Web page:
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(Edwin Fotheringham)

The Morning After

My transition from senior to citizen

At Yale's commencement, graduates traditionally smoke clay pipes and then trample them to suggest that the pleasures of college life are ended. I participated in this tradition not long ago, but the symbolism didn't hit me with full force until the next morning. At 7 a.m., I punched a time clock and entered the working world. While my peers were off to grand pursuits—backpacking trips through Europe, banking in New York City—I was beginning a two-week stint as a Yale custodian. Thus it came to pass that I was paid to haul out the pleasures of my college life with the trash.

I had just pulled an all-nighter, packing and saying goodbye to friends, so I was bleary-eyed when my boss (think a less passive, more aggressive Nurse Ratched from One Flew Over the Cuckoo's Nest) led us into the courtyard. The neo-Gothic building where I had lived seemed to have vomited refuse from every orifice: old tools from the basement, trash bags from the entryways and even a mattress that someone had hurled from a second-story window, almost clearing the beautiful flower bed below.

Why should this squalor shock me? After all, I'd tried hard to debunk Ivy League stereotypes: no, I'd tell friends, we don't live in castles sipping expensive wine and playing croquet all the time. But the week leading up to my commencement forced a reality check. First of all, we did live in castles. Yale's 12 residential colleges are beautiful, historical structures behind wrought-iron gates. They're even surrounded by moats.

Furthermore, during that week we enjoyed our share of fine wine—at a wine tasting, an art gallery exhibition, a lavish banquet and at our commencement ball (all with open bars). To further educate our palates, the college treated us to marathon tastings of micro-brewed beer and single malt scotch. Finally, there was the capstone of my undergraduate career: the annual croquet match. We seniors assembled in the courtyard wearing 19th-century dress to challenge the college fellows.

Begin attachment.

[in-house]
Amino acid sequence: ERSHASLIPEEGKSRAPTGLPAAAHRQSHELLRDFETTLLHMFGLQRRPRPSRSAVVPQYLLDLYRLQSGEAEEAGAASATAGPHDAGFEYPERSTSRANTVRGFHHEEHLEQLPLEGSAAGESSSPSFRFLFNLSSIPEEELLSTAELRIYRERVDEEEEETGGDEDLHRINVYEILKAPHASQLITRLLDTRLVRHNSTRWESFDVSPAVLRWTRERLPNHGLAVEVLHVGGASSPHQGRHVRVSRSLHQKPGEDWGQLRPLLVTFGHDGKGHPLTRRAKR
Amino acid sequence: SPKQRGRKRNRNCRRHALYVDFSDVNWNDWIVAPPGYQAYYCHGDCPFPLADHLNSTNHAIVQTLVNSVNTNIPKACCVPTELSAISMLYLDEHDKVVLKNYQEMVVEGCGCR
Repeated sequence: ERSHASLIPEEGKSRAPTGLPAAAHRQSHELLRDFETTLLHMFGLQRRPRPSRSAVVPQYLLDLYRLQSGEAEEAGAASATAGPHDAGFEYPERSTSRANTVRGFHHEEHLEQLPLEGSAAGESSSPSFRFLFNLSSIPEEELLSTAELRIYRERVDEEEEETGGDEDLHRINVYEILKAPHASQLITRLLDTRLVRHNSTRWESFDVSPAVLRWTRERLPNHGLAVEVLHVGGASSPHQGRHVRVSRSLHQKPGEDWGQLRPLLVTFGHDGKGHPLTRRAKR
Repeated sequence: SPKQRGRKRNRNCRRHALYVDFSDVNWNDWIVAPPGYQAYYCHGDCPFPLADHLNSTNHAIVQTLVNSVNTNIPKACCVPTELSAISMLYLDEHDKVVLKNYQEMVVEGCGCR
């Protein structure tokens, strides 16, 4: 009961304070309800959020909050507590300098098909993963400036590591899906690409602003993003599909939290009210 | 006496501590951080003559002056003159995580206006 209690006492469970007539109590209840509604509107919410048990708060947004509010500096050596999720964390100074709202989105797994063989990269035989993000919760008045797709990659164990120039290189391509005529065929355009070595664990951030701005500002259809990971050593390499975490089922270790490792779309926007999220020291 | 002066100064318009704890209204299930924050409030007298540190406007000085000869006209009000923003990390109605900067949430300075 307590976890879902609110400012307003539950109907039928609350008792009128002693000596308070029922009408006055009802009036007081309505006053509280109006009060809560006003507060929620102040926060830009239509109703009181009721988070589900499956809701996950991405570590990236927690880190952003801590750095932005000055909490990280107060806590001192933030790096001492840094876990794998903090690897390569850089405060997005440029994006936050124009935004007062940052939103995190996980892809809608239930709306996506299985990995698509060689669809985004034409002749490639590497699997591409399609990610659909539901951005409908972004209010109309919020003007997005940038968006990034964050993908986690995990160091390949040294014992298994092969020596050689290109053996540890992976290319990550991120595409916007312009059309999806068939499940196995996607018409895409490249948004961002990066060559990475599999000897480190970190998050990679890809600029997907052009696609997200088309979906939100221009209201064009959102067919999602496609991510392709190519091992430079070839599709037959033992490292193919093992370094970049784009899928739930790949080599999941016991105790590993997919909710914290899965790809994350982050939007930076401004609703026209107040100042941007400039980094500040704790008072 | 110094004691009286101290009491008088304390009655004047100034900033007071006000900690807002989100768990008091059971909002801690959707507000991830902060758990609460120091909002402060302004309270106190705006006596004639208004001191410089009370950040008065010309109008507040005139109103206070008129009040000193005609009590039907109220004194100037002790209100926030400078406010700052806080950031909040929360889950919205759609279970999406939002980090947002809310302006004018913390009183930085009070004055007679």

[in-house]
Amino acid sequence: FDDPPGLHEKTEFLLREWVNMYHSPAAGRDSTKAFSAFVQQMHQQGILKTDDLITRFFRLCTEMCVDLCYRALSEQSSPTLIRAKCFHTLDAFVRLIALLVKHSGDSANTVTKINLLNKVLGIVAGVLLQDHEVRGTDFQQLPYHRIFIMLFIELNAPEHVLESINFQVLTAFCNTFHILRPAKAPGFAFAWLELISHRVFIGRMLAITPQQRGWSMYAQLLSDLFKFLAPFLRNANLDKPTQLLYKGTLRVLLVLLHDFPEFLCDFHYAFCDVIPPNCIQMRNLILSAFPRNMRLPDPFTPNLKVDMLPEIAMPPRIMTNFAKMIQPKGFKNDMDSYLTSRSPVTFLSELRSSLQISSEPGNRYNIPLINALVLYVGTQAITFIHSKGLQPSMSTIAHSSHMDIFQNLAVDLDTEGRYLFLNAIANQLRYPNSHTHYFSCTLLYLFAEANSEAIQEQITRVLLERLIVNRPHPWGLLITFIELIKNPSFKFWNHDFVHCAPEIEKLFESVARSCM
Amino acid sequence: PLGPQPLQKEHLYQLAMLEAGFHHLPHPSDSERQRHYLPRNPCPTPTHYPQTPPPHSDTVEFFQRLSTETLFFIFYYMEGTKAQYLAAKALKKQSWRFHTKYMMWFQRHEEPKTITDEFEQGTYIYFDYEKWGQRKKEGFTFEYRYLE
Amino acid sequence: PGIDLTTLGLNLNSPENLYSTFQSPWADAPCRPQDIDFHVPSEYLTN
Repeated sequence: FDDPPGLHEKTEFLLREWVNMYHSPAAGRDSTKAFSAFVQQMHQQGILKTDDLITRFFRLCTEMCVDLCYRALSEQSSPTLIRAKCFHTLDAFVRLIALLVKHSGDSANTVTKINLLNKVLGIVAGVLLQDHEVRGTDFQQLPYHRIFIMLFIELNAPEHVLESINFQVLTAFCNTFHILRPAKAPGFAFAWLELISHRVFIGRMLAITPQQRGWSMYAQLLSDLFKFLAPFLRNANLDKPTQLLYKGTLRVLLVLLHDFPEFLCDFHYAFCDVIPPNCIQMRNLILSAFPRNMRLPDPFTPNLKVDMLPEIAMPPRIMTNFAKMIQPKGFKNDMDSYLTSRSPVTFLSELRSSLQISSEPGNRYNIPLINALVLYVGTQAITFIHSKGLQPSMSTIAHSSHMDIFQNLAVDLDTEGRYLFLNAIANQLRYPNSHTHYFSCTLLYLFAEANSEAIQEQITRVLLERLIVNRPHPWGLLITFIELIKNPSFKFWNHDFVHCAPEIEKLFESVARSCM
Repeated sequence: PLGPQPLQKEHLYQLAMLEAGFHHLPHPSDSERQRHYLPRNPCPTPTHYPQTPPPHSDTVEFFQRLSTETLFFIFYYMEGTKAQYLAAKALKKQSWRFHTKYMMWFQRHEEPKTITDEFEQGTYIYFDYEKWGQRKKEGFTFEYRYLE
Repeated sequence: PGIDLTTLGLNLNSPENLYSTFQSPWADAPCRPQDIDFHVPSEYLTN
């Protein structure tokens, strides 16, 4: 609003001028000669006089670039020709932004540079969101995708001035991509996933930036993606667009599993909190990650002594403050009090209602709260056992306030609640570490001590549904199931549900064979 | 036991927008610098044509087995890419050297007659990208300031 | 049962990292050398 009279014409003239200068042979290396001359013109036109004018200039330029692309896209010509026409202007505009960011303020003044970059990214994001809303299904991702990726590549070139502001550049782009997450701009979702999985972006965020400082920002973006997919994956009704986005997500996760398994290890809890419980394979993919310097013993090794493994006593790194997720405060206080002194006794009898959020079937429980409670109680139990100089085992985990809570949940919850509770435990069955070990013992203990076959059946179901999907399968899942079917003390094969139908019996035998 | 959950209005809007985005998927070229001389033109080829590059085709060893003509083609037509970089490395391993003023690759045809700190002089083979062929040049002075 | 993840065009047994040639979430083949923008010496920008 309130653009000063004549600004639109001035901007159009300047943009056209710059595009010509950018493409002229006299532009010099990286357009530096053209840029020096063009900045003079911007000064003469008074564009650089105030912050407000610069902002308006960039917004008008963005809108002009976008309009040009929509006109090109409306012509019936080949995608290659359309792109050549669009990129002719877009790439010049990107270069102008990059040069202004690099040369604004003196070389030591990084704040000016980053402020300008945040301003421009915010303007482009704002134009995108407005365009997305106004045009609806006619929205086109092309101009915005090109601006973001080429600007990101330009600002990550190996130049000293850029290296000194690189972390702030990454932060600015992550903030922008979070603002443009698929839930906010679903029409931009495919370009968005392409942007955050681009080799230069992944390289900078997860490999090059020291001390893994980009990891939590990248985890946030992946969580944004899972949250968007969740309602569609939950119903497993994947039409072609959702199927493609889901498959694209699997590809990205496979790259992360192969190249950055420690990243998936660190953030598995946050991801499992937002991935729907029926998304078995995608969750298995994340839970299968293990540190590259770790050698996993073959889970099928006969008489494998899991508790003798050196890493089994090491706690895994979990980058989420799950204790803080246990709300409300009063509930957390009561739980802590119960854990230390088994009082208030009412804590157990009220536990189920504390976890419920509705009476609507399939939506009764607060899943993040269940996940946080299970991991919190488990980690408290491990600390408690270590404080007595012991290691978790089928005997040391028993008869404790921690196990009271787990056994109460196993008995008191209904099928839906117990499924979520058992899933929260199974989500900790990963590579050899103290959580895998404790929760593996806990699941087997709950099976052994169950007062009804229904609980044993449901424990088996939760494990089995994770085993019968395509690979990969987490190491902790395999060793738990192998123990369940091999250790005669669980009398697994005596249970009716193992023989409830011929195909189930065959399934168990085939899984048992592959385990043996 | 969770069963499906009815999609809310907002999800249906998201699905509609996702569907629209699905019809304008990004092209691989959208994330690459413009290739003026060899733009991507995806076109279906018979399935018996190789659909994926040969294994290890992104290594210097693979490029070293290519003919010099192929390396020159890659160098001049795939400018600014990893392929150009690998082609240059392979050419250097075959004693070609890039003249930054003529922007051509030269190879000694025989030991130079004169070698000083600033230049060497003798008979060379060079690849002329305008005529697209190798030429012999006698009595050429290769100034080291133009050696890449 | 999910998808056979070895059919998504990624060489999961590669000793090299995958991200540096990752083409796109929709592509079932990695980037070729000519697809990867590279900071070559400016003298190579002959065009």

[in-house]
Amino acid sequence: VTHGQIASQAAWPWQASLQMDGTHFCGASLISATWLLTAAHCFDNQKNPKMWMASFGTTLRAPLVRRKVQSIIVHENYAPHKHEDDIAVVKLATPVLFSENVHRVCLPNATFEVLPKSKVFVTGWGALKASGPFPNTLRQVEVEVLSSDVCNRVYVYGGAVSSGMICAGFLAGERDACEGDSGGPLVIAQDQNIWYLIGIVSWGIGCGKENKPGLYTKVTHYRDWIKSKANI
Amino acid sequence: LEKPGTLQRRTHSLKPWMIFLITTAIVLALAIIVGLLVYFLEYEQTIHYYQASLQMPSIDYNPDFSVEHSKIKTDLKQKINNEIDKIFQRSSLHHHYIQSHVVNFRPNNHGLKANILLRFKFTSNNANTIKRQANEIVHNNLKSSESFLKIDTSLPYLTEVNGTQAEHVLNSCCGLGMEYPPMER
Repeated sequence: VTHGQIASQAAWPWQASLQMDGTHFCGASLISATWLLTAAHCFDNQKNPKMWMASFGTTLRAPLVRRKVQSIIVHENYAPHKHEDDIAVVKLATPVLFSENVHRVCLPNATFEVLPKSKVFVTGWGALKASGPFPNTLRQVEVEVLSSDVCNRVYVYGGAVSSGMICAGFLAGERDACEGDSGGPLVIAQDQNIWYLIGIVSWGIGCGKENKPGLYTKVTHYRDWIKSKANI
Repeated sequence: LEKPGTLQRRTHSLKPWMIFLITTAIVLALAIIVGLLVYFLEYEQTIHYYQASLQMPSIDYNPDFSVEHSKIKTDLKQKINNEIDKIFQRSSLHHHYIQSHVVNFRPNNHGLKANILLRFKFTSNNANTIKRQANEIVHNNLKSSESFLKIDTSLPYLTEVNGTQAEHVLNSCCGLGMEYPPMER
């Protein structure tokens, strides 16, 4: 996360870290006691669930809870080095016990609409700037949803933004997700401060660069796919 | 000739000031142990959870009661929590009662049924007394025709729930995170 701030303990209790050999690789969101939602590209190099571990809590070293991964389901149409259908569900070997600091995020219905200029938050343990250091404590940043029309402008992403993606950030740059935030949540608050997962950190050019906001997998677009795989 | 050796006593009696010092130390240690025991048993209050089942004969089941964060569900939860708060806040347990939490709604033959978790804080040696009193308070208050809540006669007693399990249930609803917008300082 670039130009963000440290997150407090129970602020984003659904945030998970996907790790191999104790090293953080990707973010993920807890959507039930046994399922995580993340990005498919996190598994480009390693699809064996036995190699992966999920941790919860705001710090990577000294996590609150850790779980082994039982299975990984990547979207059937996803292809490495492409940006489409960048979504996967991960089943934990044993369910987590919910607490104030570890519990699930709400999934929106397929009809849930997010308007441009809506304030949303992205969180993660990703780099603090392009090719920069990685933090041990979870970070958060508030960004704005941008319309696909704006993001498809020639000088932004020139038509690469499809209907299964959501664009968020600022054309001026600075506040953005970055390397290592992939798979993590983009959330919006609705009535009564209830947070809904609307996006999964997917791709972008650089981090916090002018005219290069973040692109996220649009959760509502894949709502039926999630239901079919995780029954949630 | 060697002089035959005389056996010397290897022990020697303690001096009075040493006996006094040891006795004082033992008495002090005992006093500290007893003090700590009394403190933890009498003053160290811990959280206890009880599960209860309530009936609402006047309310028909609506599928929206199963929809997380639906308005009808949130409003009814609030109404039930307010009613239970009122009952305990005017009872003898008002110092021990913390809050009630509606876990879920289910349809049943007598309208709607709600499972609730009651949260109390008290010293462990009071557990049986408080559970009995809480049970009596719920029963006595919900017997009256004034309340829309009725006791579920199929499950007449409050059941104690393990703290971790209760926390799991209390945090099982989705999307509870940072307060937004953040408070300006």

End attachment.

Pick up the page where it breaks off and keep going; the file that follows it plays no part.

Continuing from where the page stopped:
That same night my friends and I threw a midnight cookout in our courtyard. After grilling and boozing for five hours, I was hot, grimy, and...disoriented. More important, I had lost my keys. Seeing no recourse, I collapsed and went to sleep on the grass. In my delirium I half expected to be consumed by this place, my body incorporated particle by particle into the soil. Instead I woke up with a cold and a hangover.

Now, at 7 a.m., the sheen of luxury had vanished like a Shakespearean fairy's feast. I had traded my boater hat and croquet britches for gym shorts, T-shirt and dirty sneakers. My assigned cleaning companion was a lifer custodian named Butch. A tiny man with fuzzy gray hair and oversize glasses, Butch left work each day smiling and saying "I love yiz all," to which his co-workers invariably responded that we loved him, too.

But at this moment, Butch was staring into a plastic bag and muttering, "Who the hell are these people?" A quick glance confirmed my worst fear: the bag was mine. It was bursting with things my roommates and I no longer needed: funny hats, plastic dart guns, a beer funnel—even a scribbled notebook here and there. But I wasn't about to admit this to Butch. That was me yesterday; today I was a custodian. Four years of debauchery had finally given way to what I'd always dreaded: a real job.

"This place is ridiculous," I said as I took the bag from Butch. I swallowed the lump rising in my throat, tied the bag shut with a double knot and tossed it in the dumpster.

Ben Conniff is a writer living in Brooklyn.

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